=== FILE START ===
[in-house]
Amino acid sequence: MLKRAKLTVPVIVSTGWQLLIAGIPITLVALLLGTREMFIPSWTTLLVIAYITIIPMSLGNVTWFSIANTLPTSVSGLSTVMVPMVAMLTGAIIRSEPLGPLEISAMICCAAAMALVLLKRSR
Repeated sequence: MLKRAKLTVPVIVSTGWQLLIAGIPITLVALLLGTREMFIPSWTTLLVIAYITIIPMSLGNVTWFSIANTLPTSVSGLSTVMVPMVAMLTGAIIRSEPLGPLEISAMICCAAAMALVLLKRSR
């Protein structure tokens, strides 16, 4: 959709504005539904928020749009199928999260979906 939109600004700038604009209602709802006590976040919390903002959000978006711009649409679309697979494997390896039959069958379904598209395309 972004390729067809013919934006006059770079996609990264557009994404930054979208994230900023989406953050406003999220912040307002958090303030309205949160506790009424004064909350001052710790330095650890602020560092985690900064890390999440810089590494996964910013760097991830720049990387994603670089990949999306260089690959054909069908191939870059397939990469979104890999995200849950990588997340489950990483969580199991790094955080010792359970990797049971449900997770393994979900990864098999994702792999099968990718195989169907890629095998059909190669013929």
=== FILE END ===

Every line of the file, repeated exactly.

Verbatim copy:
[in-house]
Amino acid sequence: MLKRAKLTVPVIVSTGWQLLIAGIPITLVALLLGTREMFIPSWTTLLVIAYITIIPMSLGNVTWFSIANTLPTSVSGLSTVMVPMVAMLTGAIIRSEPLGPLEISAMICCAAAMALVLLKRSR
Repeated sequence: MLKRAKLTVPVIVSTGWQLLIAGIPITLVALLLGTREMFIPSWTTLLVIAYITIIPMSLGNVTWFSIANTLPTSVSGLSTVMVPMVAMLTGAIIRSEPLGPLEISAMICCAAAMALVLLKRSR
């Protein structure tokens, strides 16, 4: 959709504005539904928020749009199928999260979906 939109600004700038604009209602709802006590976040919390903002959000978006711009649409679309697979494997390896039959069958379904598209395309 972004390729067809013919934006006059770079996609990264557009994404930054979208994230900023989406953050406003999220912040307002958090303030309205949160506790009424004064909350001052710790330095650890602020560092985690900064890390999440810089590494996964910013760097991830720049990387994603670089990949999306260089690959054909069908191939870059397939990469979104890999995200849950990588997340489950990483969580199991790094955080010792359970990797049971449900997770393994979900990864098999994702792999099968990718195989169907890629095998059909190669013929």